Qatar's state-owned oil company, Qatar General Petroleum Corp. (QGPC), is considering turning to the capital markets - rather than the syndicated bank market - to sell a $400 million hybrid securitization/project financing, sources close to the deal said.
Greenwich NatWest is acting as financial advisor to QGPC.
The deal - called NGL-4 No. 1 - will use an offshore SPV and will be backed by future flows of liquid natural gas exports. The offshore structure means that the deal has received a preliminary rating of BBB-plus from Standard & Poor's, one notch above the sovereign ceiling. Ratings are also being sought from Moody's Investors Services.
The transaction is a not a "true" securitization because Qatari law does not recognize the concept of bankruptcy, making full bankruptcy remoteness impossible.
"Because of the lack of a bankruptcy code, by definition this is a different vehicle from the ones done in Latin America, but obviously the rating agencies have looked at the Qatari law issues," one structured finance pro said.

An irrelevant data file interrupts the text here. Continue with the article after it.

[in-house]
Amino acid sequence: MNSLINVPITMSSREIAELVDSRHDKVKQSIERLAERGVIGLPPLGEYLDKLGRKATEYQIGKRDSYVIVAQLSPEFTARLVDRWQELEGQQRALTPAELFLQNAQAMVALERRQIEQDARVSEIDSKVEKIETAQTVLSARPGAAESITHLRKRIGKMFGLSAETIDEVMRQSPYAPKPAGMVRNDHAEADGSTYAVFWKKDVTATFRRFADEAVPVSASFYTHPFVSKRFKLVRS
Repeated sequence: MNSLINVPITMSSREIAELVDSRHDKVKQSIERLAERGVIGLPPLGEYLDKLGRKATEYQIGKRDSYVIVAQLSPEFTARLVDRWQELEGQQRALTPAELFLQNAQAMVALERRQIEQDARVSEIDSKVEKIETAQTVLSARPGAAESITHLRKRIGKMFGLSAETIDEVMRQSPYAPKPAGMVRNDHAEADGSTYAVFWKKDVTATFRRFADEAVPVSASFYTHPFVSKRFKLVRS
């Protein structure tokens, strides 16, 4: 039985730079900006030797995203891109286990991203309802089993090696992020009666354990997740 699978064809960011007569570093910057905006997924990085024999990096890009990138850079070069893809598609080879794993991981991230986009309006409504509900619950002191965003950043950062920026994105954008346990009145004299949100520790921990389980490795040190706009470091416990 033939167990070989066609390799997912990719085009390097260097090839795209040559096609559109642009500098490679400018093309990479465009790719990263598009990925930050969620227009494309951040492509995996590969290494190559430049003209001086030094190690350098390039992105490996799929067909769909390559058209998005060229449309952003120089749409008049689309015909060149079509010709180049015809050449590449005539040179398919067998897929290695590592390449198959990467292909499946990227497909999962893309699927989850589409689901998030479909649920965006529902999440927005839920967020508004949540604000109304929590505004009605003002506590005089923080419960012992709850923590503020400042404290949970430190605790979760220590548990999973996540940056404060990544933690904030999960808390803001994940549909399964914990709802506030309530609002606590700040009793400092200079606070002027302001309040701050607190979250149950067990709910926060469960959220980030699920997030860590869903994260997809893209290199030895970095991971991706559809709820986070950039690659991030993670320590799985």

A similar deal, also with Greenwich NatWest as advisor, launched in the bank market in April 1999.
A decision will be made in the next week or so to decide whether the deal will be funded through the bank market or in the capital markets. Following that decision an underwriter will be chosen.
There is already a benchmark for Qatar in the market, after the sovereign issued a $1 billion bond over a year ago, thereby paving the way for both quasi-sovereign and corporate issuers to tap the bond markets.
Given the amount of interest Qatar's sovereign issue elicited, many investors will be keen to buy issues from the country, said John Greco, who trades Qatar for Credit Suisse First Boston in New York. Qatar's 1999 sovereign bond could easily be called "the deal of the year," Greco said, as it was extremely well received by a broad base of investors in both the U.S. and Europe, and has continued to trade up since its launch. But despite its popularity, the paper is still cheap in light of Qatar's Baa2/triple-B sovereign rating, he said.
Also in Qatar's favor is the fact that oil prices have been steadily rising, something that helps both the sovereign deal and will help in boosting the popularity of future corporate deals, particularly QGPC's. The company is Qatar's premier oil and natural gas exporter, a Paris-based source said, and has a worldwide export network.